A História da Eternidade (Zbigniew Preisner)

What is it?

The Brazilian drama A História da Eternidade [The History of Eternity] (2014) is the feature film debut of director Camilo Cavalcante (based on his 2003 short film), a mythological look at village life in the remote Brazilian countryside – more specifically three women of three different generations: the teenage girl longing for love, freedom and the ocean, the middle-aged woman coping with the loss of her child and an elderly woman struggling with the sexual awakening of her returned son. Shot in a languid tempo, relying more on visuals and mood than dialogue, there’s no denying its poetic, universal ambitions – however, it is perhaps rather heavyhanded in its portrayal of the micro-cosmos on display.

Zbigniew Preisner needs no introduction; the regular collaborator of the late auteur Krzysztof Kieślowski, he’s made his mark on not only Polish, but international cinema and concert scenes as well. He’s considered one of the foremost European composers of his generation. Two years ago, he composed the gorgeous, ethereal music for the Norwegian film Skyggenes dal (2017) – which we considered the best score that year, and which was eventually (and thankfully) released by the label Caldera Records in 2018. It’s Caldera that once again comes to the rescue in finally releasing this gem of a Preisner score.

How is it?

While the film employs local musical colours diegetically, like the omnipresent accordion player that becomes an emotional outlet not only for the woman who’s lost her child, but the village as a whole, there is none of that in Preisner’s non-diegetic score. Instead, it moves discretely in and out of the story with a minimal, but effective ensemble of instruments.

At the heart of a score is a soulful, melancholic theme propelled by Santaolalla-like acoustic guitars and violins, such as «Main Theme», «The Call», «The Hunt», «Re-Discover», «Main Theme – Version II» and «End Credits». These have been placed brilliantly at the beginning, middle and end of the album, as an anchor that pulls you back into a more defined thematic territory – no doubt underlining the lifechanging events and hopes of the three female villagers.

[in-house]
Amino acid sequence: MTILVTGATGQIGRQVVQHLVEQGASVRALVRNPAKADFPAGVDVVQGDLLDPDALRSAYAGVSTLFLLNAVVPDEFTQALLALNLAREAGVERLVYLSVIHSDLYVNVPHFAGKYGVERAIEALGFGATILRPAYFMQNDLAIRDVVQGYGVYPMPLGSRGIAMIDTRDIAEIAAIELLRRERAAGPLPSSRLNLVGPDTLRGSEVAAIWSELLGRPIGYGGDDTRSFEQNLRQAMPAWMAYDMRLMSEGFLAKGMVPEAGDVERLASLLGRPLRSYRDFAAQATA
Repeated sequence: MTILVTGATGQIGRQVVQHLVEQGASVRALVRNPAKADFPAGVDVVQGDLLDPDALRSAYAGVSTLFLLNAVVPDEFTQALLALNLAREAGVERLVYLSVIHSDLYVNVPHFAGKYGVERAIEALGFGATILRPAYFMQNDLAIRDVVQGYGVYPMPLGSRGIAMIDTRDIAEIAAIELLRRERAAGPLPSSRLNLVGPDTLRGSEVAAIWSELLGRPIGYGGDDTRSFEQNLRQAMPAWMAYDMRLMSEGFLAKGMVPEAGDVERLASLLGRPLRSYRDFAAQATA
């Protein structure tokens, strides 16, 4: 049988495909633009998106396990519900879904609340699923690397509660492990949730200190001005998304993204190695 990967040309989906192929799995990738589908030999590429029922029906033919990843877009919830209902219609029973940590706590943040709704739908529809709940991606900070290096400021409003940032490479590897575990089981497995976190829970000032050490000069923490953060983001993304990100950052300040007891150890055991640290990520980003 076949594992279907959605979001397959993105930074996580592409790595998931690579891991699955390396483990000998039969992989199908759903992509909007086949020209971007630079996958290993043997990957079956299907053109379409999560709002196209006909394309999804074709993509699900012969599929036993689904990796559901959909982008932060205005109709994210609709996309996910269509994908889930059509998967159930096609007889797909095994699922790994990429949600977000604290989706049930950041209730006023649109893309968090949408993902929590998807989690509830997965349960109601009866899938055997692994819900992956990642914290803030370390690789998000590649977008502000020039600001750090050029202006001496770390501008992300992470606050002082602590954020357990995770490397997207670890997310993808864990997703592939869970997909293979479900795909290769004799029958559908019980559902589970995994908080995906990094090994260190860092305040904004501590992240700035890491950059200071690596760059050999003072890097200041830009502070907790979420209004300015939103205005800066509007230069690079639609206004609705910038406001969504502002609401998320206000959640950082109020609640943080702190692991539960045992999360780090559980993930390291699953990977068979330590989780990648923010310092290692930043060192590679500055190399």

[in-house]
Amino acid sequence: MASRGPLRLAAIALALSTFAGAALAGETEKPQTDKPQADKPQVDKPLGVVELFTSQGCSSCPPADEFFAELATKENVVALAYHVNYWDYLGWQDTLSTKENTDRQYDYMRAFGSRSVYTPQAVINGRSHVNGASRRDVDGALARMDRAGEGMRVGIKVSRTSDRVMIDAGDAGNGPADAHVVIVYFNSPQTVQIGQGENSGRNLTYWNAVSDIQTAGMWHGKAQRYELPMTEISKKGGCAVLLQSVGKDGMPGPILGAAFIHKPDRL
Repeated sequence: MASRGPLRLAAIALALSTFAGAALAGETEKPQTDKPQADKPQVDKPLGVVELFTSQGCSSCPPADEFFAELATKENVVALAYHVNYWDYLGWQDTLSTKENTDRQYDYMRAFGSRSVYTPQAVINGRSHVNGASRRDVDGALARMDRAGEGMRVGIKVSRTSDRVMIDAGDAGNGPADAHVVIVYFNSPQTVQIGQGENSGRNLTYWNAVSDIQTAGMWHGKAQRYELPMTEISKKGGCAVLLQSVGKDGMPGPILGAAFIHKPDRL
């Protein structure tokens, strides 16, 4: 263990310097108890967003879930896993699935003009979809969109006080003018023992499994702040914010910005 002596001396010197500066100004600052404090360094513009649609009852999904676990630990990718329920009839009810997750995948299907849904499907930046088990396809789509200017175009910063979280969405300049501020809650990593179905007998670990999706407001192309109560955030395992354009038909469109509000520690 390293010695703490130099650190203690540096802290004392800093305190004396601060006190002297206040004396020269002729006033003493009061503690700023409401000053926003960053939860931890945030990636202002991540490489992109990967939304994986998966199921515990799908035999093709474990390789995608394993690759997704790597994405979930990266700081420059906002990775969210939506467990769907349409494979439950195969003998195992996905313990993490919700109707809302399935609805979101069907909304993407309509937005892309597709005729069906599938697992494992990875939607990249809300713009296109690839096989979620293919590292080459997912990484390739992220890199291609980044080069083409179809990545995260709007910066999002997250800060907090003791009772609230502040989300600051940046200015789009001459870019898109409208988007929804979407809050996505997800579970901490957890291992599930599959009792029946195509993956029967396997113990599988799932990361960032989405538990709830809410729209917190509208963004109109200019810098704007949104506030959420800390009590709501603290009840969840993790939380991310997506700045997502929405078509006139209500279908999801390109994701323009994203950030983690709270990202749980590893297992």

The rest of the album is more exploratory in tone and structure. Sometimes on piano, as in «Funeral», «Sunrise» or «Sad Heart», other times with more airy, distant guitars or Hammond organs (sounding rather like synths) that send associations to Vangelis and Terje Rypdal – as in «Absence», «Moonrise» or «Water». Quite often, these tracks are tentative in nature, with absences between notes while the reverb lingers, as if they’re trying to say something about the mental state of the characters, striving for some sort of resolution.

A História Da Eternidade is a typically excellent Preisner score, even if the film itself has some issues. Not quite on the level of Skyggenes Dal, but with much of the same DNA – heartbreaking, high-pitched melody lines, slow and beautiful chord modulations and ‘spacey’ use of a relatively small musical ensemble. Hopefully, this premiere release, and Caldera’s “Preisner project” in general, will allow more people to re-appreciate the composer’s film work, post-Kieslowski.


A História Da Eternidade is currently not available in streaming format, but can be purchased from online soundtrack vendors, like Music Box. There is a 5-minute sample on SoundCloud.

1. Main Theme (4:07)
2. Goodbye (1:52)
3. Funeral (2:00)
4. The Call (1:42)
5. Absence (1:19)
6. Quarantine (1:18)
7. Sunrise (1:44)
8. Moonrise (3:47)
9. Water (1:34)
10. The Hunt (2:39)
11. Re-Discover (2:43)
12. Rain I (2:03)
13. Sad Heart (2:52)
14. Another Day (0:39)
15. Rain II (0:46)
16. Arrival Song (0:42)
17. The Sea (1:30)
18. Desire (3:05)
19. The Journey (2:49)
20. Memories (1:10)
21. Main Theme – Version II (1:12)
22. Passion (3:42)
23. Timeless (2:50)
24. End Credits (4:10)

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